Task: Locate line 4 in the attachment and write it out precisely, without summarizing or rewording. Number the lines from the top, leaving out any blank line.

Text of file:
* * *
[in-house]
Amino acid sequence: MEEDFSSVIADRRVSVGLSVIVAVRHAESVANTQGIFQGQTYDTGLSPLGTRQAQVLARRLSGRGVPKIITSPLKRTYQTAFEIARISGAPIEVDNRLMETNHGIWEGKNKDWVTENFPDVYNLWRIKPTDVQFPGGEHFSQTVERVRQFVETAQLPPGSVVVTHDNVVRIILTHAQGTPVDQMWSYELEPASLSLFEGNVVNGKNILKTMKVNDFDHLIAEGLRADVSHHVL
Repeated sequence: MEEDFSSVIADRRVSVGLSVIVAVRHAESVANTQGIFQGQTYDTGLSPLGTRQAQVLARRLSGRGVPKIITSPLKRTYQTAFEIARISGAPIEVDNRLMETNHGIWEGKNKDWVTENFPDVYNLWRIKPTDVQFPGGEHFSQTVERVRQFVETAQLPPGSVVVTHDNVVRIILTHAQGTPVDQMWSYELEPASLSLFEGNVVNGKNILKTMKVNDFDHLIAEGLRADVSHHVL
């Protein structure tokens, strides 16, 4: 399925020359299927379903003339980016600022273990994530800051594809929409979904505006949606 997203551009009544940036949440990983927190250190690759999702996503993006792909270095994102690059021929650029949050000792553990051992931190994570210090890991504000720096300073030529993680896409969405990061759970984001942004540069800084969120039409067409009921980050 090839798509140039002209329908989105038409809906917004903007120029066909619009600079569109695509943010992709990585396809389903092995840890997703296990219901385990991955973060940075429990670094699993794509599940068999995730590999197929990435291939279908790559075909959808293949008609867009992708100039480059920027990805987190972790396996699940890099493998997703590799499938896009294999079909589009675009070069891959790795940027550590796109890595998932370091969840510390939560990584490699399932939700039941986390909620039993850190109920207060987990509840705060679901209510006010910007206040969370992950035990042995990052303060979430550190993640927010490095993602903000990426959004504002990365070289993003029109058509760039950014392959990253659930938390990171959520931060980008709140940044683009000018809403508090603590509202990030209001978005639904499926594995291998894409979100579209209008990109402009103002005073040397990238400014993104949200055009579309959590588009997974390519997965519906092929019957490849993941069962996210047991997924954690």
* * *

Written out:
């Protein structure tokens, strides 16, 4: 399925020359299927379903003339980016600022273990994530800051594809929409979904505006949606 997203551009009544940036949440990983927190250190690759999702996503993006792909270095994102690059021929650029949050000792553990051992931190994570210090890991504000720096300073030529993680896409969405990061759970984001942004540069800084969120039409067409009921980050 090839798509140039002209329908989105038409809906917004903007120029066909619009600079569109695509943010992709990585396809389903092995840890997703296990219901385990991955973060940075429990670094699993794509599940068999995730590999197929990435291939279908790559075909959808293949008609867009992708100039480059920027990805987190972790396996699940890099493998997703590799499938896009294999079909589009675009070069891959790795940027550590796109890595998932370091969840510390939560990584490699399932939700039941986390909620039993850190109920207060987990509840705060679901209510006010910007206040969370992950035990042995990052303060979430550190993640927010490095993602903000990426959004504002990365070289993003029109058509760039950014392959990253659930938390990171959520931060980008709140940044683009000018809403508090603590509202990030209001978005639904499926594995291998894409979100579209209008990109402009103002005073040397990238400014993104949200055009579309959590588009997974390519997965519906092929019957490849993941069962996210047991997924954690």